Texas Tech Researchers Looking For 'Universal' Flu Vaccine

Alan Scaia
January 15, 2019 - 7:47 am
Flu Vaccine

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DALLAS (1080 KRLD) - A team of researchers at Texas Tech has won a grant to try to develop a flu vaccine that would not require shots every year.

The group has earned a $3.46 million grant from the National Institute of Allergy and Infectious Diseases, part of the National Institutes of Health.

"The objective is to actually have a formulation that doesn't change," says Harvinder Gill, a chemical engineering professor at Texas Tech. "It'd be like the vaccine for Hepatitis B and other vaccines that are more standardized."

Gill says his team is studying which parts of the flu virus stay the same each year.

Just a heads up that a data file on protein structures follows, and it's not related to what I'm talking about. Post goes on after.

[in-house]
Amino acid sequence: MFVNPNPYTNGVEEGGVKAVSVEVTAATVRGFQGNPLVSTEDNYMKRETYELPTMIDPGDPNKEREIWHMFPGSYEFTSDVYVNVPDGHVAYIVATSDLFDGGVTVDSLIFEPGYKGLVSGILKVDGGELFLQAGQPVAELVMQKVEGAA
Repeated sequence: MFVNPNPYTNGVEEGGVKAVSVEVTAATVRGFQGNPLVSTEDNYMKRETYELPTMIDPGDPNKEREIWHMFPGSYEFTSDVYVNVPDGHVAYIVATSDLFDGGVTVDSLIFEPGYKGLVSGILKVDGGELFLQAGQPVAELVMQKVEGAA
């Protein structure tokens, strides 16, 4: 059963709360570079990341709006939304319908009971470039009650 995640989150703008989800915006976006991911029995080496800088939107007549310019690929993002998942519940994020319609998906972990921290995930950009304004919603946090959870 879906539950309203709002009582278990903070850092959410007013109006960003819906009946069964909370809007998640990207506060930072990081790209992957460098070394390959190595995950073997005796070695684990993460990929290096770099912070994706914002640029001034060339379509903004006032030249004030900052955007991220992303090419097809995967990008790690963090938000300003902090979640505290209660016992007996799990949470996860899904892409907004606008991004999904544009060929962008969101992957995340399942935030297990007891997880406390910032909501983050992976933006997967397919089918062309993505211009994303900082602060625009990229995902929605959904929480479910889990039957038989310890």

"I like to give the analogy of Lego blocks," he says. "You have these Lego pieces. You have standard blocks, but how you build them up with the remaining blocks is unique."

Gill says identifying those nanoparticles will help researchers figure out which parts of the virus stay the same from year to year.​ He says the group has started experiments, and tests on animals have shown greater protection against different strains of flu.

"We have shown that if we actually take the same flu vaccine, we can actually show protection against the 2009 pandemic, even against bird flu strains that haven't yet hit us but researchers think could be the next pandemic," he says.

Gill does not have a timetable to develop a universal flu vaccine, but he says the grant will help his group continue research and could give the team time to start clinical trials.

According to the Centers for Disease Control, between 9.3 and 49 million people have been infected with flu each year since 2010. The flu has killed 12,000 to 79,000 people each year.​